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Team Schvesters once again among Cancercare Manitoba Foundation Challenge for Life top fundraisers

By MYRON LOVE With Covid seemingly in the rear view mirror, the 16th annual Cancercare Manitoba Foundation Challenge for Life 20KM walk (or 200-minute workout) is back again at itas pre-Covid time of year – June 3 this year – and location at Assiniboine Park. Once again, teams dominated or led by members of our Jewish community are among the top fundraisers.
Over the years, Benji Harvey, one of the “Greenfeld girls”, has consistently proven herself to be one of the event’s star fundraisers – and this year is no different. Thus far – as of May 8 – the prolific fundraiser has personally raised just over $12,000 – exceeding the amount she raised last year. Only two other participants in the event have raised more so far this year.
And, her “Team Schvesters” – including her sisters, Lesly Katz and Debby Lewis, along with Kim Gray, Jodi van de Visjel and- for the first time, Senior Provincial Court Judge Rocky Pollack – has already reached its goal of $16,000.

The team was founded by the three sisters after two of the sisters had been diagnosed with breast cancer. Team Schvesters has been participating in the Cancercare event since the beginning .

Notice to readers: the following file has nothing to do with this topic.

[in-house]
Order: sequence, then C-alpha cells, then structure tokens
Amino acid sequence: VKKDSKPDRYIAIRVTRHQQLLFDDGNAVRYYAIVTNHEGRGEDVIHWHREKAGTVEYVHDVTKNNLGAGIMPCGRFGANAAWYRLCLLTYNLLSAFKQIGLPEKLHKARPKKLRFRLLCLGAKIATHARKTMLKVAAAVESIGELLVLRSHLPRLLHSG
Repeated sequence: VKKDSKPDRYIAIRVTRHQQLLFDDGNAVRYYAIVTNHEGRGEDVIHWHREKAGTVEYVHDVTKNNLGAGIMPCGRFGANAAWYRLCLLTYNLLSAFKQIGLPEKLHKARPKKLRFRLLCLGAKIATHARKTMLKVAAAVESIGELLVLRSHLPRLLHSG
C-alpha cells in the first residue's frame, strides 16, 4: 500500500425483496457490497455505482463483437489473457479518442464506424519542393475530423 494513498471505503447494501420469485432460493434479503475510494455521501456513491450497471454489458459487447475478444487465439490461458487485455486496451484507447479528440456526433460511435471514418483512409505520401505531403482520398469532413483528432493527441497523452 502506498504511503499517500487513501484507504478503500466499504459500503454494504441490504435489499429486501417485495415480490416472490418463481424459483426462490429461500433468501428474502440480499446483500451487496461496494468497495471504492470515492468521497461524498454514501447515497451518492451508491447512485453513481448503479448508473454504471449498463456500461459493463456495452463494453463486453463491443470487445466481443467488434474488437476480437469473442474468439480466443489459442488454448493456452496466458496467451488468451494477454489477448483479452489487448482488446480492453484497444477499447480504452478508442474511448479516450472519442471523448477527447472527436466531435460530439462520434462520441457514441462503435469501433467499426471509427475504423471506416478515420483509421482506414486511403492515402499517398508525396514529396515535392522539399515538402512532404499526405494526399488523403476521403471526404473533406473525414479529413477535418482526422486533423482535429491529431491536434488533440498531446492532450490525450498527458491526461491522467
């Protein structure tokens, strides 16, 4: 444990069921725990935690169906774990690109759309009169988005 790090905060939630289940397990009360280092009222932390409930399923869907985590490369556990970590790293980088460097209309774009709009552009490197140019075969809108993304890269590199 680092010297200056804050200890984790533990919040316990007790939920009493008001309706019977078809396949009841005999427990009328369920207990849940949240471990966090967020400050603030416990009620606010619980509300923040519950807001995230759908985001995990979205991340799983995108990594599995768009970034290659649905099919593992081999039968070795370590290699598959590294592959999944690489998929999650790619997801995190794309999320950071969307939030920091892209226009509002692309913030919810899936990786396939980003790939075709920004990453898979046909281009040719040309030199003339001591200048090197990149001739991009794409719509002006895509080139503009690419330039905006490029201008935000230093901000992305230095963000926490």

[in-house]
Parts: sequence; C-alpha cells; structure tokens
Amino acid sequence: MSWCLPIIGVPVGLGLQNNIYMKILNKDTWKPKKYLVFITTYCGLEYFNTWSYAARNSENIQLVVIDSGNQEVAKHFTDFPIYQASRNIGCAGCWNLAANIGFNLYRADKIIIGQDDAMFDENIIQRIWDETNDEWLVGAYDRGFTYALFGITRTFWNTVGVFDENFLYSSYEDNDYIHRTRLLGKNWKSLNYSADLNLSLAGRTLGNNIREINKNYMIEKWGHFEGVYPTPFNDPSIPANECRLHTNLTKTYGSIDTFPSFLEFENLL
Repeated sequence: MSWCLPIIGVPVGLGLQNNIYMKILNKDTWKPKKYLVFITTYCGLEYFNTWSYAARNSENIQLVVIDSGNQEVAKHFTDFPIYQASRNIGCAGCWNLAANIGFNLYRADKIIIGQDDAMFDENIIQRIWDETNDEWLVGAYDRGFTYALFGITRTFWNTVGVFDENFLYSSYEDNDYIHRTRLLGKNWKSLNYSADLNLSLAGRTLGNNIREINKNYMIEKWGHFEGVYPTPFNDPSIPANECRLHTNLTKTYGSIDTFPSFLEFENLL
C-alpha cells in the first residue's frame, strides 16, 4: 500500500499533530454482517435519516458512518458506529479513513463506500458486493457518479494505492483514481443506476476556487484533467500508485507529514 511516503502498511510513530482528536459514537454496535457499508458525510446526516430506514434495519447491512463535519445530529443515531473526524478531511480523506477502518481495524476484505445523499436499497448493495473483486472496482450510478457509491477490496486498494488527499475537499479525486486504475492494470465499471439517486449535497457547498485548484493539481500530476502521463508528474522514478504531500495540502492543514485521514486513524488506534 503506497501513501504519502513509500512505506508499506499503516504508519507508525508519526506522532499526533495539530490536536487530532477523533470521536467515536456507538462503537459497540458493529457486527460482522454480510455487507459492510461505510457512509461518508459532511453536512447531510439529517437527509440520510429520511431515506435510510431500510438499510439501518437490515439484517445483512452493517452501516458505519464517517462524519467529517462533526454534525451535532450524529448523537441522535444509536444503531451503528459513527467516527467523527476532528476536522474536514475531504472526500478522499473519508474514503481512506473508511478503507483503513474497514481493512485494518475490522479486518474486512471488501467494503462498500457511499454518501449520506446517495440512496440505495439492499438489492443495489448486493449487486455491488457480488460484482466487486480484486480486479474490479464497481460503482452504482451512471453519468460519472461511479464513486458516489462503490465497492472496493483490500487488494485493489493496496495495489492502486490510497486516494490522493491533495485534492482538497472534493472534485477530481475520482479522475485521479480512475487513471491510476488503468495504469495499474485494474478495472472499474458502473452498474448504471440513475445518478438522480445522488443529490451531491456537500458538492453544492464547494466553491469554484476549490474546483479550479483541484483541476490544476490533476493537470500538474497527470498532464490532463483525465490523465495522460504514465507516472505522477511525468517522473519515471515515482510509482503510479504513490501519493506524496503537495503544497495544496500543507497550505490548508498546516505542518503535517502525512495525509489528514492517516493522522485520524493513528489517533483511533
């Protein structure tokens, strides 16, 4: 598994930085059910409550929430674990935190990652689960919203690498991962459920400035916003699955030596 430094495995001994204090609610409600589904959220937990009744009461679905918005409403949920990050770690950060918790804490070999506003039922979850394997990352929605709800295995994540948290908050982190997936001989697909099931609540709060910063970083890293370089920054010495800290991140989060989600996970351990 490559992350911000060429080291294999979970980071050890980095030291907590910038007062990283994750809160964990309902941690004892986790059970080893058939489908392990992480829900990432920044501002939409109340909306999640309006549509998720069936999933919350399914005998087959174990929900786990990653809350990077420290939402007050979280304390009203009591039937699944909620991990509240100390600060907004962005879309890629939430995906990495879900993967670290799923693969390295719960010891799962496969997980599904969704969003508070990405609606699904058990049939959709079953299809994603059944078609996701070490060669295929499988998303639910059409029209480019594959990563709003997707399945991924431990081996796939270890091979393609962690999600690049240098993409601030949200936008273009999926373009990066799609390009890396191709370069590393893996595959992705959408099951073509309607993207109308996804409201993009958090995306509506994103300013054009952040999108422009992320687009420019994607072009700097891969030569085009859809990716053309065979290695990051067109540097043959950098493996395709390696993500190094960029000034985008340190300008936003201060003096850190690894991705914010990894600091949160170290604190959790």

Pollack has participated in the Challenge for Life for the last several years as well. His wife, Sharon, fought cancer for 14 years before her passing in 2012. During the time that she was ill, both Sharon and Rocky came to appreciate the care that she received from CancerCare Manitoba and they both became actively involved in the organization and the foundation. Pollack has served in a number of positions with the organization over the years.

In fifth place among team fundraisers this year is another “Jewish” team, “Nancy’s Nightingales” – consisting of longtime friends Louise Raber, Joanne Katz, Rhonda Youell, Connie Botelho, Susan Lipnowski, Heather Cram and Harriet Lyons. The team had raised just over $5,939 as of May 4..